A Euro­pean head fake

Financial Mirror (Cyprus) - - FRONT PAGE - By Nick Andrews

Should in­vestors be wor­ried by a Ger­man bond mar­ket sell-off that has seen 10-year bund yields rise some 30bp over the last month? The last time Euro­pean yields climbed this quickly, in early 2015, eu­ro­zone stocks swooned in the fol­low­ing year, with the bench­mark in­dex fall­ing -27% peakto-trough. More­over, un­like the US which has seen a long ex­pan­sion, it is not clear that a still weak eu­ro­zone can han­dle a rise in the cost of money.

It should, of course, be recog­nised that there are good rea­sons for Ger­man yields to rise. Af­ter the Brexit ref­er­en­dum, worst case sce­nar­ios for the UK—a key trad­ing part­ner for big eu­ro­zone economies—have yet to ma­te­ri­alise. While eu­ro­zone growth in 3Q16 came in un­changed at 0.3% QoQ, the latest PMI read­ings point to a stronger fourth quar­ter. There are even in­cip­i­ent in­di­ca­tions of a pick-up in ex­port de­mand from Asia. To­gether with ris­ing in­fla­tion ex­pec­ta­tions due to oil price base ef­fects, bond in­vestors want to be com­pen­sated, which is not un­rea­son­able since eu­ro­zone bond mar­kets had be­come just about the world’s most over­val­ued.

Still, there re­mains a sus­pi­cion that this is not the full story. It does not fac­tor in the sharp fall in ster­ling which must slow UK im­ports over the com­ing quar­ters. Sec­ond, po­lit­i­cal risks still loom large with the Ital­ian ref­er­en­dum just five weeks away and polls mov­ing against the govern­ment’s po­si­tion.

In truth the key trig­ger for ris­ing eu­ro­zone bond yields has been the lack of clar­ity over Euro­pean Cen­tral Bank pol­icy. The sell-off started right af­ter the ECB’s Septem­ber meet­ing when Mario Draghi de­clined to sig­nal an ex­ten­sion of its quan­ti­ta­tive eas­ing pro­gram be­yond its March 2017 ex­piry. The flight to safety amid jit­ters over Deutsche Bank’s sol­vency in mid-Septem­ber pro­vided a brief respite, but by early Oc­to­ber yields were again ris­ing on news re­ports of a loom­ing ECB bond pur­chase ta­per.

A ta­per, how­ever, is un­likely to ma­te­ri­al­ize any­time soon and QE is al­most guar­an­teed to be ex­tended for one more pe­riod. One key rea­son is the fact that credit growth re­mains ex­tremely slug­gish. The latest bank lend­ing data showed that the eu­ro­zone credit im­pulse—the change in credit flows to the non-fi­nan­cial pri­vate sec­tor as a share of GDP—has weak­ened and is now trend­ing down­ward. The credit im­pulse mat­ters be­cause it has pre­vi­ously led do­mes­tic de­mand growth, the main driver of the eu­ro­zone re­cov­ery. With a few ex­cep­tions, lend­ing to the pri­vate sec­tor re­mains weak, giv­ing cre­dence to the view that ECB poli­cies are in fact crimp­ing banks’ ca­pac­ity to lend. That may be the case, but it seems likely from Draghi’s re­cent com­ments that the ECB still sees the medicine as hav­ing ben­e­fi­cial ef­fects, so the most likely course of ac­tion is a dou­ble-down on the pol­icy. From a re­cent speech by ECB Board mem­ber Benoit Coeure it is clear that the ECB sees QE and neg­a­tive in­ter­est rates as the right pol­icy mix to ad­dress real equi­lib­rium rates which are at or be­low zero and a struc­tural growth rate that con­tin­ues to de­cline.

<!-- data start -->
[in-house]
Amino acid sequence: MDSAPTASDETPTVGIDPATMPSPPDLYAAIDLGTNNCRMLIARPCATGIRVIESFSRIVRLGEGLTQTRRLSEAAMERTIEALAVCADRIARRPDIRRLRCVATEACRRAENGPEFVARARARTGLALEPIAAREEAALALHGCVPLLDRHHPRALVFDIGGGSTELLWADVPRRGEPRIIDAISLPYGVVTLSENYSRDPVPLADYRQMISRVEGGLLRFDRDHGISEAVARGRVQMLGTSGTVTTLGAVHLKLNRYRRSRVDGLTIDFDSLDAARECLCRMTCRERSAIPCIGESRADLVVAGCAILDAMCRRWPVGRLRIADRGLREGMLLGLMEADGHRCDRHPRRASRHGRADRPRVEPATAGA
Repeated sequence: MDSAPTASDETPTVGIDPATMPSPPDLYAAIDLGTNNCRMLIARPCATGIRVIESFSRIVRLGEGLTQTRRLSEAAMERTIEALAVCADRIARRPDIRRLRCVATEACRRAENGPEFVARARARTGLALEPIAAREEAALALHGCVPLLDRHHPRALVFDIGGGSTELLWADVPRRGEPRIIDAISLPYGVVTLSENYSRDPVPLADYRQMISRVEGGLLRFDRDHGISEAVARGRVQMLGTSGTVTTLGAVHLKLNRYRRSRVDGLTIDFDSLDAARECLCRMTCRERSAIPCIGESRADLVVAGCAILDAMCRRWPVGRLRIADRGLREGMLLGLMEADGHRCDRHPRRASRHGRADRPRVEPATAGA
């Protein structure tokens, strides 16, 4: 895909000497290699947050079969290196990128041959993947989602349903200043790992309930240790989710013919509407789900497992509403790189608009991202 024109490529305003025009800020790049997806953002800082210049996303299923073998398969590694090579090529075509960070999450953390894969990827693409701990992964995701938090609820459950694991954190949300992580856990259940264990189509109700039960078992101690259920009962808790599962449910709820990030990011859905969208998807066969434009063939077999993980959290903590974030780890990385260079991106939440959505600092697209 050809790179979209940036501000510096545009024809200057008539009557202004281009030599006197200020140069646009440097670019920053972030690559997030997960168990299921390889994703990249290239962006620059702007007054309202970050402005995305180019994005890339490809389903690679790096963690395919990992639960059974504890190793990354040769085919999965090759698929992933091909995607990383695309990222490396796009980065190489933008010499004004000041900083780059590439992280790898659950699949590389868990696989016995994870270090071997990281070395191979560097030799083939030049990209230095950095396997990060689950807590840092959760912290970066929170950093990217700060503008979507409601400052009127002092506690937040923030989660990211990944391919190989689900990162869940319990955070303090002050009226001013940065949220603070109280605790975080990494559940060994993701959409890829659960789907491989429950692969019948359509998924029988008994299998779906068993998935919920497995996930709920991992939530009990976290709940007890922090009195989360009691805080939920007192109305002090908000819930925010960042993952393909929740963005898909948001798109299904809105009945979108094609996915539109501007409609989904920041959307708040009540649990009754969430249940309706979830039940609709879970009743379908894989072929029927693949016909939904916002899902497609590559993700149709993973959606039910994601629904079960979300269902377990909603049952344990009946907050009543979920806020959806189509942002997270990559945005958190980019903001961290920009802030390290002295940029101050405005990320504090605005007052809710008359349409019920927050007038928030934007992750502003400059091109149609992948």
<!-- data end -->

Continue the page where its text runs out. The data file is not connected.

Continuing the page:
If this ar­gu­ment is right, the ques­tion is why the ECB en­gaged in such a tease with the mar­kets by not re­veal­ing its new plan un­til its De­cem­ber 8 meet­ing. Af­ter all, the ECB has con­firmed that it is run­ning out of el­i­gi­ble Ger­man bunds it can buy and so must re­fine its pro­gram. There are sev­eral ways it can do this: one would be to break from the “cap­i­tal key” ra­tio and buy more liq­uid bonds, a pol­icy that would boost its pur­chases of Ital­ian bonds. It seems likely that the rea­son the ECB de­layed such a de­ci­sion is that it wanted to wait un­til af­ter Italy’s con­sti­tu­tional ref­er­en­dum on De­cem­ber 4. The last thing the ECB would want to have done is prom­ise a cap to Ital­ian bond yields just ahead of the coun­try po­ten­tially be­ing en­gulfed in po­lit­i­cal chaos, should Prime Min­is­ter Mat­teo Renzi lose the vote and there­after call a gen­eral elec­tion, which has the po­ten­tial to be fought on the is­sue of the coun­try’s con­tin­ued par­tic­i­pa­tion in the sin­gle cur­rency. Such a sit­u­a­tion would have left it vul­ner­a­ble to Ger­man crit­i­cism that the ECB was dou­bling down on in­creas­ingly risky Ital­ian debt.

For now ris­ing bond yields and a steeper curve are of­fer­ing a respite to Euro­pean banks and have ex­panded the pool of el­i­gi­ble bonds that the cen­tral bank can pur­chase in its QE pro­gram. Still, look­ing at the di­rec­tion of the econ­omy and likely pol­icy re­sponses this seems likely to be a short term correction be­fore the ECB re-as­serts it­self— one way or an­other—af­ter the Ital­ian ref­er­en­dum.

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